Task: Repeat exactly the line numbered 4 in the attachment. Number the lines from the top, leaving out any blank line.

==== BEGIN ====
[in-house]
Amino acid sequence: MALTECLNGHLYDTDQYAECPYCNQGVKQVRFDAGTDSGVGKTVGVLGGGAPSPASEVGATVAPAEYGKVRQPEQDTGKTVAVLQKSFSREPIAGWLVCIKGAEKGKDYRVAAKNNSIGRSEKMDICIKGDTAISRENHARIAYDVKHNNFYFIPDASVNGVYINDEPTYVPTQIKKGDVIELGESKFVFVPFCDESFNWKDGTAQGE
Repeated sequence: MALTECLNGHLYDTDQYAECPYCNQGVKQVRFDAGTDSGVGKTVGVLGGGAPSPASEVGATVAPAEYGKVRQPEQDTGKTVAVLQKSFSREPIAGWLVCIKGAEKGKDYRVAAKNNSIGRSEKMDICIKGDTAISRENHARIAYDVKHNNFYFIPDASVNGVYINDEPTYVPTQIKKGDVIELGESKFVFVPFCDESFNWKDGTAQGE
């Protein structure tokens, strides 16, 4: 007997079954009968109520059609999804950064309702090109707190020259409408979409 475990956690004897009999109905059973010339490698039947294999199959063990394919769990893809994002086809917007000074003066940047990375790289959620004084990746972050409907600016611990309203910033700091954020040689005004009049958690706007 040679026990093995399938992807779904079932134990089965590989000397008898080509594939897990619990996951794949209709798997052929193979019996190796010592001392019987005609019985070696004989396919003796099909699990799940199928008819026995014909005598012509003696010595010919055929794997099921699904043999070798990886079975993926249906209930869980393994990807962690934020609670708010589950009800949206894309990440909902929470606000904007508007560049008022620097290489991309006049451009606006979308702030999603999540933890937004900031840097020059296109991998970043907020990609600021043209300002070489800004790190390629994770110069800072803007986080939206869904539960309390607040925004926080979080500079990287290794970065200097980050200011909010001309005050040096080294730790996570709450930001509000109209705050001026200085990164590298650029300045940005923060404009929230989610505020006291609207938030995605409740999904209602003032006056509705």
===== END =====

């Protein structure tokens, strides 16, 4: 007997079954009968109520059609999804950064309702090109707190020259409408979409 475990956690004897009999109905059973010339490698039947294999199959063990394919769990893809994002086809917007000074003066940047990375790289959620004084990746972050409907600016611990309203910033700091954020040689005004009049958690706007 040679026990093995399938992807779904079932134990089965590989000397008898080509594939897990619990996951794949209709798997052929193979019996190796010592001392019987005609019985070696004989396919003796099909699990799940199928008819026995014909005598012509003696010595010919055929794997099921699904043999070798990886079975993926249906209930869980393994990807962690934020609670708010589950009800949206894309990440909902929470606000904007508007560049008022620097290489991309006049451009606006979308702030999603999540933890937004900031840097020059296109991998970043907020990609600021043209300002070489800004790190390629994770110069800072803007986080939206869904539960309390607040925004926080979080500079990287290794970065200097980050200011909010001309005050040096080294730790996570709450930001509000109209705050001026200085990164590298650029300045940005923060404009929230989610505020006291609207938030995605409740999904209602003032006056509705």